If it's applied to an act of theft, then why is the last word of the expression 'grand theft auto' is 'auto' instead of 'theft'? It's constructed as if it's 'auto' modified with 'grand theft', i.e. an auto that has been "grand-thefted", so to speak. Why is the word order so unusual?
"Grand theft" was historically used in the U.S. legal system (or at least in popular depictions of it) to denote theft of goods valued more than a certain amount (typically $1,000, which was consequentially called "one grand"), with theft of lesser valued goods considered "petty theft".
"Grand theft auto" is therefore the theft of an automobile worth more than $1,000.
U.S. laws, and the names they give to different offenses, vary from state to state, and have changed since the term "grand theft" was popularized, but the term is still well known in American popular culture, even if it is no longer in current use in the laws of most U.S. jurisdictions.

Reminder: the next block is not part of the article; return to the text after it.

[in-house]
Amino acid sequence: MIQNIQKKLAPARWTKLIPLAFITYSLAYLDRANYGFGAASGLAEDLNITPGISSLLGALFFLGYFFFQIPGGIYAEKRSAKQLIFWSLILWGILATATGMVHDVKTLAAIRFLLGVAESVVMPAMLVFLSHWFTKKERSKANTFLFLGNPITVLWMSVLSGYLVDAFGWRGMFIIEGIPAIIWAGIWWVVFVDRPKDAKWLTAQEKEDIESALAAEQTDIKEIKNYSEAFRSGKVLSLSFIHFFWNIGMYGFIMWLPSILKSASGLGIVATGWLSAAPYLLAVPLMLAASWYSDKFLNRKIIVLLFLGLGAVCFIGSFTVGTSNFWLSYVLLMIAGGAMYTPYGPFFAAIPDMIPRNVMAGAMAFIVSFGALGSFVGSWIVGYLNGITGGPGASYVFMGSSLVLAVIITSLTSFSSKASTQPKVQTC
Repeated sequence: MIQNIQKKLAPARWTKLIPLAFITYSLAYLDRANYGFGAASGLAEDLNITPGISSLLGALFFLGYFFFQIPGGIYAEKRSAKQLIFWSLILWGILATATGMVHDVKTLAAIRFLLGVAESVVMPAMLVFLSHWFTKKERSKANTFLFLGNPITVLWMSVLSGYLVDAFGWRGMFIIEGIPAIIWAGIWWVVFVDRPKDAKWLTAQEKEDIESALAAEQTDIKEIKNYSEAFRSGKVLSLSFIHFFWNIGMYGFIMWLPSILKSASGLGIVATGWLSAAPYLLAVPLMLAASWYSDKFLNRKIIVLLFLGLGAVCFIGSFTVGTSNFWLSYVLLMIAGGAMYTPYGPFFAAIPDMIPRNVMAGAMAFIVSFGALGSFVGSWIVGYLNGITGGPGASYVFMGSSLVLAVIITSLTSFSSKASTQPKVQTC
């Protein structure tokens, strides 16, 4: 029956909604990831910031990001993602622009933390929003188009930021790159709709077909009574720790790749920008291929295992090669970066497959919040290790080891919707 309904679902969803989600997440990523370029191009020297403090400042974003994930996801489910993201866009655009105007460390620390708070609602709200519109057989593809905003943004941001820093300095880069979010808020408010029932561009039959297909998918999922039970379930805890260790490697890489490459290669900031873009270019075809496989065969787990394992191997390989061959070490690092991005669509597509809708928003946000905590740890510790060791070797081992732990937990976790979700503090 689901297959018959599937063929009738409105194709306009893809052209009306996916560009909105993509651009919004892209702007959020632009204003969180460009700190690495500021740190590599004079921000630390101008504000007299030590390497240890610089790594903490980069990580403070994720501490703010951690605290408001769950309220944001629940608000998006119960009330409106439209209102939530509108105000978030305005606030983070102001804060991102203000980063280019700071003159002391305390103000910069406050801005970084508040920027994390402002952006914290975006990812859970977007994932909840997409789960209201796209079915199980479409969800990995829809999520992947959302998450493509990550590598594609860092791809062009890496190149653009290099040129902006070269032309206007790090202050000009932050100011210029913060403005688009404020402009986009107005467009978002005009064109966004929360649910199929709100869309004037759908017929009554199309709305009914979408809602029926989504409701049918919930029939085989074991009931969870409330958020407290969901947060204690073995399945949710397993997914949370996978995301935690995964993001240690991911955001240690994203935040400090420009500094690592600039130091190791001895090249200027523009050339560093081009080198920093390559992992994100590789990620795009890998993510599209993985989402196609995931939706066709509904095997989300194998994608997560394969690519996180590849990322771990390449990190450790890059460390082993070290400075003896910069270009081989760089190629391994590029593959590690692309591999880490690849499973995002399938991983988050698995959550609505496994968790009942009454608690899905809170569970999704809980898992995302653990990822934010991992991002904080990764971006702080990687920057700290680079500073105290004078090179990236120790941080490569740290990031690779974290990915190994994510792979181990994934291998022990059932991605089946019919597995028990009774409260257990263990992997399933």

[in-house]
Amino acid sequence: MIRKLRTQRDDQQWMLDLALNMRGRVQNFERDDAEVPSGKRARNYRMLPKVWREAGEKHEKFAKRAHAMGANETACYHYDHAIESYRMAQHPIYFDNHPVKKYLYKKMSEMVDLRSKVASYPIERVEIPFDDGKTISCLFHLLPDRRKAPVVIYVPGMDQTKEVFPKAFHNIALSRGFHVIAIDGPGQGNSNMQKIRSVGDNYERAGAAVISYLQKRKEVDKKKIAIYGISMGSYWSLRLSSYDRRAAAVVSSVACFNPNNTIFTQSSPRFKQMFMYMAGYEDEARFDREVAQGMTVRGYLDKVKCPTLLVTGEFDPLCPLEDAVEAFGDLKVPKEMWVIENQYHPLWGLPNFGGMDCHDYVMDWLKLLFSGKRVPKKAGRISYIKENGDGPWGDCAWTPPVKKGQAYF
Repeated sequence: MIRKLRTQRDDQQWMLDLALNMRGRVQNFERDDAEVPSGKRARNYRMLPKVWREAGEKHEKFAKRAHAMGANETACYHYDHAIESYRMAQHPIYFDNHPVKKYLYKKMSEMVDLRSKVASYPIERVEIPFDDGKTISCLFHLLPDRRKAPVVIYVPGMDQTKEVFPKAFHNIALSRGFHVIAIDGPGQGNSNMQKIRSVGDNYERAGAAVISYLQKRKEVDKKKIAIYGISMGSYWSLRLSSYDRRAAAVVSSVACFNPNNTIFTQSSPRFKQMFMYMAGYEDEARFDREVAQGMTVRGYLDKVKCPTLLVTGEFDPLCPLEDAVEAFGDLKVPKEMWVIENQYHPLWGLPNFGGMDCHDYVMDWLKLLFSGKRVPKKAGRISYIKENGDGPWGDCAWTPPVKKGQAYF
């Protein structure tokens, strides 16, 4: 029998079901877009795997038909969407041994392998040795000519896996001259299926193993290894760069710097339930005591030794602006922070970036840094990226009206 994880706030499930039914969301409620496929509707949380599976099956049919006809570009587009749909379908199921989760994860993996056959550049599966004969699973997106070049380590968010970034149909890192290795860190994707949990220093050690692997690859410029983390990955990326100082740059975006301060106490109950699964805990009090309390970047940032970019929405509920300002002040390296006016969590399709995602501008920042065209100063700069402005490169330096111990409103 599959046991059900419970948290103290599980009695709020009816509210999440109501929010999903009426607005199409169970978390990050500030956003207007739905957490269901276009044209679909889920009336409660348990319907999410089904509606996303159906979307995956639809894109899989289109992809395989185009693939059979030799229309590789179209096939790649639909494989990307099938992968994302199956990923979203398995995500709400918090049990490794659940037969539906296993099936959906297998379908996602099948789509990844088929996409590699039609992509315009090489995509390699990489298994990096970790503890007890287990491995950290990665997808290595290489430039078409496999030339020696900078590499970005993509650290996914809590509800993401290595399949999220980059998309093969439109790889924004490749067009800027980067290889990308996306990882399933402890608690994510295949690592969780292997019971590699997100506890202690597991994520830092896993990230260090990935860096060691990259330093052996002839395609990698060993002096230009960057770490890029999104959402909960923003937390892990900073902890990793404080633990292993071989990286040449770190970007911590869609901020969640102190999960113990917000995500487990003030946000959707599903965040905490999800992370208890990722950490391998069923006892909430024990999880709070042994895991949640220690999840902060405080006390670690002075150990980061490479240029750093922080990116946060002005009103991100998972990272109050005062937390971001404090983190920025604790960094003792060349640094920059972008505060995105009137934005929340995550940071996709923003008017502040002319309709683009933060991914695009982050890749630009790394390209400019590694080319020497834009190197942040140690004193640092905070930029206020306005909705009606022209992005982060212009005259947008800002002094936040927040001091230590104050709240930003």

Why is the word order so unusual?
Looking into Google Ngrams results for the phrase, we find that many of the earliest records of the terms are in tabulations of crime statistics, with "grand theft (auto)" just being one sub-category of grand theft.
In this case the unusual word order may have kept the different kinds of grand theft neatly together in the alphabetic listings. For example, in the 1938 Annual Report of the Los Angeles Police Department:
However we also see the same word order when the term is used in general text, for example in the "Reports of cases determined in the courts of appeal of the state [of California], Volume 222"(1963),
Whether the use of the inverted word order was meant (in the initial law codifying "grand theft auto" as a crime) simply to keep the term alphabetically similar to other types of grand theft, or whether the word ordering was influenced by the Latin often used in legalese, I am not sure.